Today, more than ever, government IT is experiencing rapid change. As private industry evolves, so do customer expectations. The citizens we serve and the internal customers we support expect low friction experiences, intelligent systems, and access to real-time data for timely and accurate decision making. Agility has quickly become an organizational necessity.
"An organization that is able to comfortably adapt needs fewer standards, policies, and procedures"
To move at the speed of innovation, an organization needs to modernize its portfolio. In an effort to squeeze every last ounce of value out of our assets, we can actually see the history of technology ref lected in our portfolio like layers of geological strata. This weighs an organization down like an anchor as more and more resources are allocated over time to keeping the lights on rather than addressing innovation and activities that move an organization forward. If left unaddressed, the technology gap between the organization and modern industry will continue to widen. But modernization is less about upgrading technology and more about creating an environment where modern technology and practices can thrive perpetually. If you want to modernize, focus on modernizing your approach rather than your technology.
The secret to organizational agility is to leverage emergent strategies. Emergence is a form of self-organization where the individual components are bound by a set of simple rules and as a result, the group as a whole exhibits more intelligent behaviors as it reacts to changing conditions. The behavior of birds f locking, for example, can be achieved by applying three simple rules that are followed by each individual bird: steer towards the average heading of neighbors, stay close to neighbors, and avoid crowding neighbors. With each bird following these rules, the entire f lock can move in more complex ways. Emergence allows the group to adapt and react to situations that may not have been encountered before.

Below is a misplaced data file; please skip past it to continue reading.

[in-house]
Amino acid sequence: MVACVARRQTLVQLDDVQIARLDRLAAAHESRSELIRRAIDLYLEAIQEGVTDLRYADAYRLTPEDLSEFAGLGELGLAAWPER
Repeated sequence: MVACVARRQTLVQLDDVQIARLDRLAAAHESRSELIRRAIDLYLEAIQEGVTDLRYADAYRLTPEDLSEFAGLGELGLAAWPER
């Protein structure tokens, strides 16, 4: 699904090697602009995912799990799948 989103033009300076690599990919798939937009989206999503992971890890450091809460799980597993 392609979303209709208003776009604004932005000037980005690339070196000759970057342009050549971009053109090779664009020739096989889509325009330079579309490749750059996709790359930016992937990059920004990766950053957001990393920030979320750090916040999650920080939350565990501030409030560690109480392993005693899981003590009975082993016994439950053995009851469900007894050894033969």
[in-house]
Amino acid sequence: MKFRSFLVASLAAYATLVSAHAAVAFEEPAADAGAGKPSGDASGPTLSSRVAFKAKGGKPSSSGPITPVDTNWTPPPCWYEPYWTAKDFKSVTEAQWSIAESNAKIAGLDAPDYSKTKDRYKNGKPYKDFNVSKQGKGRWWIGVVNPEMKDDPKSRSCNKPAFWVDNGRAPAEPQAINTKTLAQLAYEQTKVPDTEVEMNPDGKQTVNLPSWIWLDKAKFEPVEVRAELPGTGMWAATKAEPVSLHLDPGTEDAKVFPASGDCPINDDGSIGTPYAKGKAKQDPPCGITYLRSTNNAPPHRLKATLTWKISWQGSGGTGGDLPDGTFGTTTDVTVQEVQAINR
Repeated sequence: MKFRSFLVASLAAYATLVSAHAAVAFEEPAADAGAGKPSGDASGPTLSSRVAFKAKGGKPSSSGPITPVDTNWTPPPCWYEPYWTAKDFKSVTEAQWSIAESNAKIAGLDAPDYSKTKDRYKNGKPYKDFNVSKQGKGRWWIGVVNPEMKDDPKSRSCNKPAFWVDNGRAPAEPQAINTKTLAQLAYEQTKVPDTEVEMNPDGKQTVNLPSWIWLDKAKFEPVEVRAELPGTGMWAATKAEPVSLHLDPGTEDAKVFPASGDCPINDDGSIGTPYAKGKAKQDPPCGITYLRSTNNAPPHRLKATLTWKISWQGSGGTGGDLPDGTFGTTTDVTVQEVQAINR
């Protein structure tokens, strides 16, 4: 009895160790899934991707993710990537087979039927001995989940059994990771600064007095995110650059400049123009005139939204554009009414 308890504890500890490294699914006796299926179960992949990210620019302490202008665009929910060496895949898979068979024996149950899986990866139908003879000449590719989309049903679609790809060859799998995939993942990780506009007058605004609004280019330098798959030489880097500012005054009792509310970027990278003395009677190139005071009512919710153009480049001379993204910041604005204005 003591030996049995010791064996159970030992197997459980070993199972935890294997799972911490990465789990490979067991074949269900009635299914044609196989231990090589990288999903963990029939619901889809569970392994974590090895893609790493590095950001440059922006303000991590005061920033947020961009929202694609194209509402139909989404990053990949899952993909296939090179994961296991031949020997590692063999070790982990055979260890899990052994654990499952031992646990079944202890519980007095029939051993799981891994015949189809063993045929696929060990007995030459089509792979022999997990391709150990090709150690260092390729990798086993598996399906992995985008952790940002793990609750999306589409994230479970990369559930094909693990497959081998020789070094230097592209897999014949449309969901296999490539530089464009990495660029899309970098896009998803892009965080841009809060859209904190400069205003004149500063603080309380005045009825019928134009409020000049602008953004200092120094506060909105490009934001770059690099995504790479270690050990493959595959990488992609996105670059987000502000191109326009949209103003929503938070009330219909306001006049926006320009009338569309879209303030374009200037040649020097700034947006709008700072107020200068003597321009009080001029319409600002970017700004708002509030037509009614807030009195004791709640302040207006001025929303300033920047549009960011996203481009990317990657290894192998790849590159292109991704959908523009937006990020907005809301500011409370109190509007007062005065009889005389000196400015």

This phenomenon is not only found in nature, but also in a variety of other instances like traffic patterns, economic f luctuations, and even the web. Private sector innovation is, in itself, an emergent behavior so it makes sense to apply a similar philosophy within an organization to keep pace. Applying emergent strategies within your organization enables problem solving for constantly evolving situations with varying complexity. This is a core requirement for agility.
When you approach your organizational problems through the lens of emergent principles you are more likely to see rapid progress. Effective delegation, for example, isn’t just about giving other people assignments to free up your time; you are still the bottleneck for receiving, distributing, and reviewing the work being performed. Instead, leverage emergent behavior and give basic, yet specific, guidelines with which your staff can operate and respond. Empower them to make those decisions. Endeavor to push the decision-making responsibilities down the reporting structure. Sure, you will reduce some bottlenecks, but more importantly you will create a more resilient organization that can adjust to ever-changing conditions more easily.
An organization that is able to comfortably adapt needs fewer standards, policies, and procedures. It needs fewer restrictions, and even fewer staff members dedicated to updating and policing those restrictions. When people cooperate and f lock together, they use fewer resources.
This is the real solution to a staffing shortage. We quickly conclude that we need more resources to handle the workload when delivery times swell and backlogs grow, but that is addressing the symptom rather than the problem. Often you don’t need more people, you need fewer obstacles and less friction. The reality is, although we don’t directly battle against competitors with a product, we battle against ourselves, our own bureaucracy, and our own complexity. Distill that out of your team’s culture and then scale when needed.
When we improve our delivery speed, we reduce the urgency to change processes. This creates the time that is necessary to make better decisions and implement more forward thinking solutions. We can make strategic moves that avoid technical debt and support long-term goals. In addition, we can reinvest the newly unencumbered resources back into innovative efforts. When we are finally able to balance the delivery of daily work with exploration and experimentation to solve new problems, the organization is no longer trying to keep up with innovation, it is actually contributing to it.
Some organizations are stuck in a reactive posture, bouncing from emergency to emergency and unable to plan. Others make a five year plan that becomes obsolete after two years and fail to implement it. The best approach is for an organization to plan how to react. By leveraging emergent strategies, we can reintroduce lasting agility back into the organization and deliver the level of service our citizens and internal customers expect. We can properly plan for the future, adjust for disruptors, and operate as industry leaders for innovation.